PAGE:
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Our permanent addiction to the printed page

John M. Kane leans back in his chair ever so slightly, and a smile sweeps across his face.

"It ain't never goin' away," he says, making no effort to conceal the exhilaration that comes from knowing your future is secure.

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"It" is paper. Not sheets of it. Not even reams. Boxes and boxes and boxes of paper.

Envision a warehouse the length of a football field and one-third as wide, with boxes covering virtually every inch of the floor and stacked three stories tall, and you get the idea.

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Kane is proprietor of somewhere between 4 million and 5 million boxes of paper, and it won't be long before the number reaches 6 million.

In an age in which a single CD can contain 25 copies of the Encyclopedia Britannica - equal to the height of an 80-story office tower if the volumes were stacked end to end - mere paper remains the country's ultimate safety net.

That explains why one of Kane's subsidiaries, Office Archives, is building its third gigantic warehouse and expects to replace its Virginia operation late next year with another mammoth facility.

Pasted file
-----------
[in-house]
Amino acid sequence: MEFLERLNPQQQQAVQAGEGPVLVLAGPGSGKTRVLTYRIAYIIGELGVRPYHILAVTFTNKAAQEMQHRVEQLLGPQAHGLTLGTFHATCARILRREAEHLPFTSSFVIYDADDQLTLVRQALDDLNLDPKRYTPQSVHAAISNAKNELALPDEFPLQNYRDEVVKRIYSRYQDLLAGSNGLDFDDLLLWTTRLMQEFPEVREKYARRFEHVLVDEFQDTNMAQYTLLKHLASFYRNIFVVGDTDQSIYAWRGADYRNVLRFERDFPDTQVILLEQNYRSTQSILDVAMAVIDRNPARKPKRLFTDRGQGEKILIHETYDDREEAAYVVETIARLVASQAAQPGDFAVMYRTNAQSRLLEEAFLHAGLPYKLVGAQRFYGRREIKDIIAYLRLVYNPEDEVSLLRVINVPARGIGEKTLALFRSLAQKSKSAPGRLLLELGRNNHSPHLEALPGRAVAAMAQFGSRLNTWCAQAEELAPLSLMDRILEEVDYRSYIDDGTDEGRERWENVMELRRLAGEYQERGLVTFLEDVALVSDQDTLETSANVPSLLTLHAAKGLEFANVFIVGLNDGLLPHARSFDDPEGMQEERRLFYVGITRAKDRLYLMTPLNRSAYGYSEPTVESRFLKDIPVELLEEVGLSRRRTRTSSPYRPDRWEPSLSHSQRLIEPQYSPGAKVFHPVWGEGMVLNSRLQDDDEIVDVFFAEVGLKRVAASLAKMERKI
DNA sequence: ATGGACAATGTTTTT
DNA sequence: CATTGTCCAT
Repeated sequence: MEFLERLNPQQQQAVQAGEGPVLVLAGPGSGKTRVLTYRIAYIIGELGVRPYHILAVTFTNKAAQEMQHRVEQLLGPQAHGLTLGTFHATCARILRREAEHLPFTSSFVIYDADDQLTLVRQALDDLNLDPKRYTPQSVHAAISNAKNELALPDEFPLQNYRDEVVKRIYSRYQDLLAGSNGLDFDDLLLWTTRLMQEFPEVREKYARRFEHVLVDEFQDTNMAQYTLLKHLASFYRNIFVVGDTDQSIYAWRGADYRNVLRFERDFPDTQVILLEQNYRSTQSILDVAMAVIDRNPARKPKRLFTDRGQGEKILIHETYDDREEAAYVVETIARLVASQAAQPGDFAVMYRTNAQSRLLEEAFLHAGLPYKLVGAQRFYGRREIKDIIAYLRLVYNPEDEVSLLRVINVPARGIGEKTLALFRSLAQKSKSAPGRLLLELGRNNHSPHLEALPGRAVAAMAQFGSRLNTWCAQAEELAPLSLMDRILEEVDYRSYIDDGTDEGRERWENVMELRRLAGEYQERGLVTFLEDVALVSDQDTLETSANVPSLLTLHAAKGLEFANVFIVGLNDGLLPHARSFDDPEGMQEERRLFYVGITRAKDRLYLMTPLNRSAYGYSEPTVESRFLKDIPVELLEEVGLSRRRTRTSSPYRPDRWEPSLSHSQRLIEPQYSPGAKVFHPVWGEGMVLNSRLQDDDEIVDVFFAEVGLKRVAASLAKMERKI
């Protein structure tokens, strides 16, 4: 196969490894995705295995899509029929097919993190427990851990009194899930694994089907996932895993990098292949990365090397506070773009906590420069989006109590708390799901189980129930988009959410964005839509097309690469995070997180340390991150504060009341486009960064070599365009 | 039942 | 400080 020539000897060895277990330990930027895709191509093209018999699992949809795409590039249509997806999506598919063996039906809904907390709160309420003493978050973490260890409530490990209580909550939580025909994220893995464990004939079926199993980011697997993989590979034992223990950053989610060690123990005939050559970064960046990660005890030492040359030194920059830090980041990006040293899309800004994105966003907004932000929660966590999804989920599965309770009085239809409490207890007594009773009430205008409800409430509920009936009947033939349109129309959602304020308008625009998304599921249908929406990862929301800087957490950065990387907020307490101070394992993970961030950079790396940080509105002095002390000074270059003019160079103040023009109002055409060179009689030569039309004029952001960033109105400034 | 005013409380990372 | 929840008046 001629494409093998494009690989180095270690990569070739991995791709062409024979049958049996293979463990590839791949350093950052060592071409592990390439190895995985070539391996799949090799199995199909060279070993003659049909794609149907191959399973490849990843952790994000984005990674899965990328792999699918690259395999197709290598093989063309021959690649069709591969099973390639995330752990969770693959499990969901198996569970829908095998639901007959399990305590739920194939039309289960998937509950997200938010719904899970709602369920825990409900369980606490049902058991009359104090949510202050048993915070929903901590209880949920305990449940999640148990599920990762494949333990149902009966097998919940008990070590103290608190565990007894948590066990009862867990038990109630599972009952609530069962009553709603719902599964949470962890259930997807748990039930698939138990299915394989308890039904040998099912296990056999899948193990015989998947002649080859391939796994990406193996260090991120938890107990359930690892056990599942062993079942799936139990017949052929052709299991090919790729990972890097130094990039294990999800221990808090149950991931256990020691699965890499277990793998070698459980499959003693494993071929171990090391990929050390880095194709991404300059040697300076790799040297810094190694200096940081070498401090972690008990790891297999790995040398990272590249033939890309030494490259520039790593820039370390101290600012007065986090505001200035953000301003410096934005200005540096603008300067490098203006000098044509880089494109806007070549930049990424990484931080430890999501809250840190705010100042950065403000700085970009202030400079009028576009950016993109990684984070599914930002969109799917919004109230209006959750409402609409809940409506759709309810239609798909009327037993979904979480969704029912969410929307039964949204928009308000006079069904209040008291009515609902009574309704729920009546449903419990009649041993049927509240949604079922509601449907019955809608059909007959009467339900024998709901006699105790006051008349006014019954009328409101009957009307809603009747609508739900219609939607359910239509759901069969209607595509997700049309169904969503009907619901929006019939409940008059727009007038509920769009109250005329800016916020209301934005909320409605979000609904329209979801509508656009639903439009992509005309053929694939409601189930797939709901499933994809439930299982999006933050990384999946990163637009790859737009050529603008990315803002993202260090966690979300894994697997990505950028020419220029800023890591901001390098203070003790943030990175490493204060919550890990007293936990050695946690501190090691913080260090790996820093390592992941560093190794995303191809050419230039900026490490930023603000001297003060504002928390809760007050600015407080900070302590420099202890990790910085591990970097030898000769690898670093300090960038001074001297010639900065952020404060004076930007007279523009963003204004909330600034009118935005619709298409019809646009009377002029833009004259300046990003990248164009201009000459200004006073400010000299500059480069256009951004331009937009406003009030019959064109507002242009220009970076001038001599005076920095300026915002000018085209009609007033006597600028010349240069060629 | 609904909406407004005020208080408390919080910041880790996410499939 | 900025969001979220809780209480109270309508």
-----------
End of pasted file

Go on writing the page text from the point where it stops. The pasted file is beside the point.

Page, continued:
The business "has an internal growth rate of about 15 percent," says Kane, president and CEO of the Kane Co. "Or, you can go out and knock on doors and offer a competitive service, as we do, and you'll probably get somewhere between a 20 and 22 percent growth rate."

The notion of a paperless society was probably always illusory, but who believed we'd still be consuming paper faster than loggers can level trees?

For skeptics, Kane rattles off the evidence:

A law firm with 100 attorneys will generate 30 boxes - or 36,000 sheets of paper - every day.

Much of United Parcel Service's annual 12 percent growth is from delivering documents, not parcels.

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Most people, even the young reared on technology, hit the "print" button because they still prefer a hard copy.

A box of documents can be stored for 27 years for the cost of transferring its contents to tape or disk.

Documentation required

There is, though, a more practical explanation: In response to the wave of corporate scandals and the terrorists attacks in 2001, the federal government requires a paper trail to be established.

And much of that paper must be preserved and stored.